Jo Nesbo is touring the US (particularly parts with Norwegian immigrant populations, including the Ballard district of Seattle) with the belated release of The Devil’s Star. The Seattle Times recommends his books and I agree with Mary Ann Gwinn when she says “somehow, thanks to the author’s feel for his hometown, these gritty stories made me want to flag down the next plane to Norway.”
The Telegraph takes its turn at exploring the popularity of Scandinavian crime fiction, but in the larger context of a discovery that Sweden is not all Ikea. Or rather, that Ikea’s founder has recently fessed up to having joined a neo-Nazi group in his youth. “Everywhere you turn – in film, music, literature, fashion and design – there’s a powerful Swedish presence,” the article says, then discusses the film release of The Girl With the Dragon Tattoo. It gives Henning Mankell the last word:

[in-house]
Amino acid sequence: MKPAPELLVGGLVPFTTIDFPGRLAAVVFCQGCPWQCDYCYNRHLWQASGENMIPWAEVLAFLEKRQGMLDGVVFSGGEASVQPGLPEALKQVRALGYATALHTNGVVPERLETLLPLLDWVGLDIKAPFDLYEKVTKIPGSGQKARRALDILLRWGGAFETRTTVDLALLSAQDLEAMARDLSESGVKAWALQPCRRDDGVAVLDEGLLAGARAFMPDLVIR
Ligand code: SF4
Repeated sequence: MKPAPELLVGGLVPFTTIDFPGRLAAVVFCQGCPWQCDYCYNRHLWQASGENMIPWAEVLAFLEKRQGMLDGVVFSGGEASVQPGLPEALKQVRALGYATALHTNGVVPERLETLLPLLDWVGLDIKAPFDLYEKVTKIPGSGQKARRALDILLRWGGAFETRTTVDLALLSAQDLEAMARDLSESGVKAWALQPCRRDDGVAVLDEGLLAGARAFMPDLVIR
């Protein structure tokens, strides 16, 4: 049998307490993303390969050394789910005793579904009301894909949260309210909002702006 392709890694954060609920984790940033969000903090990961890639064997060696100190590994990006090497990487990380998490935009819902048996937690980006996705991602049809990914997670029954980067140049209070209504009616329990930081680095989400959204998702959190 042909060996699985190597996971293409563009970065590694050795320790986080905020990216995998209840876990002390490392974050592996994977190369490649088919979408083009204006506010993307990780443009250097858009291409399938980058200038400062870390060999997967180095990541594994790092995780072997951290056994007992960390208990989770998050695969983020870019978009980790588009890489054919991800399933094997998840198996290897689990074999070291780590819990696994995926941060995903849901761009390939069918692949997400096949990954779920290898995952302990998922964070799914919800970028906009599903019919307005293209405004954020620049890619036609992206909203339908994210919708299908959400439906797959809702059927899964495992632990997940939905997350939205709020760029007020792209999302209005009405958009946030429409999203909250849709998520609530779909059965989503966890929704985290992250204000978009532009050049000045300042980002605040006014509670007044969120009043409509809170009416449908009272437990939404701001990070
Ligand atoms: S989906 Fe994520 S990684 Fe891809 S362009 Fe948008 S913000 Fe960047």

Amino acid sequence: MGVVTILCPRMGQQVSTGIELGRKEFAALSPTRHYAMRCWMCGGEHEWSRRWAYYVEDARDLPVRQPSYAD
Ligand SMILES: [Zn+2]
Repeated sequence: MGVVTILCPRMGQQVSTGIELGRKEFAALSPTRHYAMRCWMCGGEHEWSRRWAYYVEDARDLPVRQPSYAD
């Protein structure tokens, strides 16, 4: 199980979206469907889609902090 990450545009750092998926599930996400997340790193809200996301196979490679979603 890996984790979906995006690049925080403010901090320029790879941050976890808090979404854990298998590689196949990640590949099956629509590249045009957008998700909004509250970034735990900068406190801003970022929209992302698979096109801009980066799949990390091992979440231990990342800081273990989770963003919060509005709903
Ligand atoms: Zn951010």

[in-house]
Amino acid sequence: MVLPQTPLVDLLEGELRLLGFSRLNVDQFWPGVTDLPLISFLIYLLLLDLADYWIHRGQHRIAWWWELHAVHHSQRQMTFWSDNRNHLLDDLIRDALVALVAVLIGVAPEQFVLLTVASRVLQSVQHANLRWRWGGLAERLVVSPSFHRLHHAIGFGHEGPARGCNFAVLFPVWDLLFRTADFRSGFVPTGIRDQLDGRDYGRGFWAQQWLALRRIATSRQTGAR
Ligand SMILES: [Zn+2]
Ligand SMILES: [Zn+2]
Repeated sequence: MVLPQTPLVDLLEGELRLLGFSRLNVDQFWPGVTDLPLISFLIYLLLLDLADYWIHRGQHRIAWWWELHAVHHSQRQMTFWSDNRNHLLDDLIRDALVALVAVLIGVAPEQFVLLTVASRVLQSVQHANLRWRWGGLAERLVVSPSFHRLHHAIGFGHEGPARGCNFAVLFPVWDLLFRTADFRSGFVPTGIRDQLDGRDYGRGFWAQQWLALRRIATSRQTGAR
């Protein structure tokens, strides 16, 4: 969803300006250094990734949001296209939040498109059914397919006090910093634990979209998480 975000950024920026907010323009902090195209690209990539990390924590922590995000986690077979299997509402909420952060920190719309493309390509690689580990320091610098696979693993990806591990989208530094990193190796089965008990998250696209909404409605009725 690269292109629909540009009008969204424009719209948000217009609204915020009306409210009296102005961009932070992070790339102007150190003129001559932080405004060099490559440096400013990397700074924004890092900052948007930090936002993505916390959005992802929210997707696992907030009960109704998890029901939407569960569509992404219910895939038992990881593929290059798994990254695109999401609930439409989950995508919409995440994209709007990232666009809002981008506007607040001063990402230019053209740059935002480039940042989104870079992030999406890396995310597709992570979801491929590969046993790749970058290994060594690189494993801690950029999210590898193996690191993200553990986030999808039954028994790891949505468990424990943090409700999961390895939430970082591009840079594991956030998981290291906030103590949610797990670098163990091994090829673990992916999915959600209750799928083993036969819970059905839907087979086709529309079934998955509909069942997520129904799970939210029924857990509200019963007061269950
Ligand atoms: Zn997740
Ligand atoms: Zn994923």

So have we got Sweden all wrong? Is it still essentially a nation of Vikings? Mankell bristles at the suggestion. “I would like to emphasise that Sweden is a very decent society to live in,” he insists. “It would be ridiculous to say anything else. But we could have been better today if we had been different before – if we hadn’t thrown a few babies out with some of our bathwater. I would like to change that and we can only change by discussing. We know that if our system of justice doesn’t work, democracy is doomed. I think we are worried about that, so maybe that is why detective stories are so popular in Sweden.
“Until recently it was a very cold isolated culture. Our art can’t bring about social change, but you cannot have social change without arts.”
Actually, if you want a taste of the dark side, read the comments. It would be impossible to publish a crime story with so much conflict, bitterness, and xenophobia since it would be considered completely over the top.